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Old 08-20-2012, 10:52 PM   #21
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Originally Posted by herk7769

What gauge?
I doubt it would be 8 gauge (40 amp) rubber shielded 3 wire (Black, White, Green).
It's a 30 amp and it was the same gauge as the stock power cord with camper I did searching when I needed 50 feet for a trip.
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Old 08-21-2012, 08:14 AM   #22
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It's a 30 amp and it was the same gauge as the stock power cord with camper I did searching when I needed 50 feet for a trip.
That would be 10 gauge (30 amp). You most likely will only be able to pull about 20 amps through 100 feet before the voltage drop in that narrow a pipe will cause air conditioner damage.

Still, a buck a foot is pretty cheap. Have you seen the cost of copper lately?
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Old 08-21-2012, 08:49 AM   #23
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That would be 10 gauge (30 amp). You most likely will only be able to pull about 20 amps through 100 feet before the voltage drop in that narrow a pipe will cause air conditioner damage.

Still, a buck a foot is pretty cheap. Have you seen the cost of copper lately?
You are correct, herk.
I just ran through the numbers and even an 8 guage 100 foot cord would have a drop of 4.7 volts at 30 amps. So a 10 guage would obviously not be up to the task.
I'd better go have a look at my cords!
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Old 08-26-2012, 08:34 PM   #24
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Ok, I have to go 120 feet. Do I need to go with 6 gauge?
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Old 08-26-2012, 09:28 PM   #25
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Ok, I have to go 120 feet. Do I need to go with 6 gauge?
Is that 120 PLUS the 30 foot OEM cord? If so you would be OK with 8 GA I think unless you plan on doing something silly like trying to use both the AC and the water heater on electric at the same time. 5 volts may seem like a lot, but it is not so bad.

It IS horrible when it STARTS OUT at 110 or 105 (instead of 120 like it is supposed to) and drops 5 volts though.
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Old 08-26-2012, 10:33 PM   #26
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No, it's 120 feet total from the pod to the camper. I would be careful about how many amps I would use, just don't want to fry a cord. Wasn't sure if 8 gauge would be enough to go that far. Thanks for the response.
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Old 08-26-2012, 10:57 PM   #27
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rsn, you wouldn't have to worry about frying the cord, as the resistance and resulting heat would be spread over the full length of it. It is the appliances you need to watch,, as the voltage drop is hard on motors and such. At 120 feet, an 8 guage would probably do. Remember, the above calculations are at full load. So I suppose even a 10 guage would work if you were very careful. But it would be good to have a voltmeter just in case. Knowledge is power.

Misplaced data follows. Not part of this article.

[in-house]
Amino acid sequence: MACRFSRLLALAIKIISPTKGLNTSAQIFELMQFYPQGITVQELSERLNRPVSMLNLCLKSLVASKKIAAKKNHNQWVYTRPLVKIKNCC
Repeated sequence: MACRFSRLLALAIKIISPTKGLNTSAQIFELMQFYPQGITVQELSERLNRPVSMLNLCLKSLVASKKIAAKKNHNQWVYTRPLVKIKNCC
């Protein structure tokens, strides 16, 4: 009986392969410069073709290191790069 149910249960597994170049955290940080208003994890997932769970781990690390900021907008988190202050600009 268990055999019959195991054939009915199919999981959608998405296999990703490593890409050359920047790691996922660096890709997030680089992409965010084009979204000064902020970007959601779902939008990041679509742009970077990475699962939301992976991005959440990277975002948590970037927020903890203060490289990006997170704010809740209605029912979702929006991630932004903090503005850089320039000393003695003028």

Does anyone know how many amps a 15,000 btu air cond pulls at startup?
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Old 08-26-2012, 11:31 PM   #28
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rsn, you wouldn't have to worry about frying the cord, as the resistance and resulting heat would be spread over the full length of it. It is the appliances you need to watch,, as the voltage drop is hard on motors and such. At 120 feet, an 8 guage would probably do. Remember, the above calculations are at full load. So I suppose even a 10 guage would work if you were very careful. But it would be good to have a voltmeter just in case. Knowledge is power.
Does anyone know how many amps a 15,000 btu air cond pulls at startup?
The starting amperage is listed in the specifications as locked rotor amps or LRA. The ones I've found are listed at around 66 amps.
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Old 08-26-2012, 11:38 PM   #29
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The starting amperage is listed in the specifications as locked rotor amps or LRA. The ones I've found are listed at around 66 amps.
This is true, but the amps are applied in seconds. It will be well below those to the "running amps" "normally" before the breaker can heat up enough to open.

It is the low voltage that causes high "long term" amps; enough to pop breakers.

The Autotransformer is made to fix this problem.
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Old 08-26-2012, 11:52 PM   #30
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Ok herk, you have my attention. This "autotransformer", could you explain how it helps? I know I could probably "google" it, but I'd like a more personal angle, if you have the time to explain it. Thanks.
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